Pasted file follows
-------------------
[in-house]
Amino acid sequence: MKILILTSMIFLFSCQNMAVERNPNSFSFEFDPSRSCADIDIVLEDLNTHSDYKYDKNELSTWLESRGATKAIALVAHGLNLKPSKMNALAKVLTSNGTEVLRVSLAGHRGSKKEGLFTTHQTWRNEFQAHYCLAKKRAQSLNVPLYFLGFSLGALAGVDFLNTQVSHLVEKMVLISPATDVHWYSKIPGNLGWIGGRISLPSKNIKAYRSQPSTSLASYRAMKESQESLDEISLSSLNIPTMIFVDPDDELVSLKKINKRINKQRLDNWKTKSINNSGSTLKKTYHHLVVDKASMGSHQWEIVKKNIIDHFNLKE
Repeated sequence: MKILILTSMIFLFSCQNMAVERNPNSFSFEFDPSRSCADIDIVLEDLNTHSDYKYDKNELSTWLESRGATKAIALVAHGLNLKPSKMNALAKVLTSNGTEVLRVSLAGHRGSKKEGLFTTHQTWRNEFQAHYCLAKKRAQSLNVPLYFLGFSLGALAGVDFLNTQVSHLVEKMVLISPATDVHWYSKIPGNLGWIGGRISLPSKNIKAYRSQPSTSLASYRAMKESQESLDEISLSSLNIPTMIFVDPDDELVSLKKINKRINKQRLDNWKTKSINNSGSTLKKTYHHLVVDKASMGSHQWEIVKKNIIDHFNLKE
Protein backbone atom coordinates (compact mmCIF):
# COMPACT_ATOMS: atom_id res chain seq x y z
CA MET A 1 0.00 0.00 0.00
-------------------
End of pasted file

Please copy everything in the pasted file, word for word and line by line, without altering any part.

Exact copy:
[in-house]
Amino acid sequence: MKILILTSMIFLFSCQNMAVERNPNSFSFEFDPSRSCADIDIVLEDLNTHSDYKYDKNELSTWLESRGATKAIALVAHGLNLKPSKMNALAKVLTSNGTEVLRVSLAGHRGSKKEGLFTTHQTWRNEFQAHYCLAKKRAQSLNVPLYFLGFSLGALAGVDFLNTQVSHLVEKMVLISPATDVHWYSKIPGNLGWIGGRISLPSKNIKAYRSQPSTSLASYRAMKESQESLDEISLSSLNIPTMIFVDPDDELVSLKKINKRINKQRLDNWKTKSINNSGSTLKKTYHHLVVDKASMGSHQWEIVKKNIIDHFNLKE
Repeated sequence: MKILILTSMIFLFSCQNMAVERNPNSFSFEFDPSRSCADIDIVLEDLNTHSDYKYDKNELSTWLESRGATKAIALVAHGLNLKPSKMNALAKVLTSNGTEVLRVSLAGHRGSKKEGLFTTHQTWRNEFQAHYCLAKKRAQSLNVPLYFLGFSLGALAGVDFLNTQVSHLVEKMVLISPATDVHWYSKIPGNLGWIGGRISLPSKNIKAYRSQPSTSLASYRAMKESQESLDEISLSSLNIPTMIFVDPDDELVSLKKINKRINKQRLDNWKTKSINNSGSTLKKTYHHLVVDKASMGSHQWEIVKKNIIDHFNLKE
Protein backbone atom coordinates (compact mmCIF):
# COMPACT_ATOMS: atom_id res chain seq x y z
CA MET A 1 0.00 0.00 0.00